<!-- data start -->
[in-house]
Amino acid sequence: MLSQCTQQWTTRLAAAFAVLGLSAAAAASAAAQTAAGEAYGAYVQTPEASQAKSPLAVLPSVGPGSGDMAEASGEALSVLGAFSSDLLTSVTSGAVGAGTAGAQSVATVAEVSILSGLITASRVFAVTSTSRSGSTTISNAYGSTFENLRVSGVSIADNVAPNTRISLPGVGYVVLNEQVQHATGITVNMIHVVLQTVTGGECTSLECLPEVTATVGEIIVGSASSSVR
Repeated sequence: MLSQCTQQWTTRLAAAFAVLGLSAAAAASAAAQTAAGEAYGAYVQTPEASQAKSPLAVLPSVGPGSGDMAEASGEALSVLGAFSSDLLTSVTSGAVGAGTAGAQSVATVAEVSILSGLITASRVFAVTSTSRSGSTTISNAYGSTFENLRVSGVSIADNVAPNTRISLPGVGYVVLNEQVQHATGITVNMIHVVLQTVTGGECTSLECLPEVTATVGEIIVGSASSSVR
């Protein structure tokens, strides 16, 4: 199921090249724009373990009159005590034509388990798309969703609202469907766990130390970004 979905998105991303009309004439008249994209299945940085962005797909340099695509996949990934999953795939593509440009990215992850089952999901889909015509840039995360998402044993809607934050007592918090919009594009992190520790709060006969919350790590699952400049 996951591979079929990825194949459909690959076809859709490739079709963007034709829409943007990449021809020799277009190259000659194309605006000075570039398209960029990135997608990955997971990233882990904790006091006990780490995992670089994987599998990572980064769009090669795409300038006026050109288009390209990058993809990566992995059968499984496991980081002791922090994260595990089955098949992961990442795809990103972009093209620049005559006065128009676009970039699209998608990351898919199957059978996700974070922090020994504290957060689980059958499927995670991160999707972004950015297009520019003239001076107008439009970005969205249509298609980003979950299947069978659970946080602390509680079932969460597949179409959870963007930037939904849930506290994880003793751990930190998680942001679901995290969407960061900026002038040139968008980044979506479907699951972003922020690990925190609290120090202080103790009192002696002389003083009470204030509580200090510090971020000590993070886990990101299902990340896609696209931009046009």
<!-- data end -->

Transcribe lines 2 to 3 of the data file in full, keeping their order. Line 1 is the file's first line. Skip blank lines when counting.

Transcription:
Amino acid sequence: MLSQCTQQWTTRLAAAFAVLGLSAAAAASAAAQTAAGEAYGAYVQTPEASQAKSPLAVLPSVGPGSGDMAEASGEALSVLGAFSSDLLTSVTSGAVGAGTAGAQSVATVAEVSILSGLITASRVFAVTSTSRSGSTTISNAYGSTFENLRVSGVSIADNVAPNTRISLPGVGYVVLNEQVQHATGITVNMIHVVLQTVTGGECTSLECLPEVTATVGEIIVGSASSSVR
Repeated sequence: MLSQCTQQWTTRLAAAFAVLGLSAAAAASAAAQTAAGEAYGAYVQTPEASQAKSPLAVLPSVGPGSGDMAEASGEALSVLGAFSSDLLTSVTSGAVGAGTAGAQSVATVAEVSILSGLITASRVFAVTSTSRSGSTTISNAYGSTFENLRVSGVSIADNVAPNTRISLPGVGYVVLNEQVQHATGITVNMIHVVLQTVTGGECTSLECLPEVTATVGEIIVGSASSSVR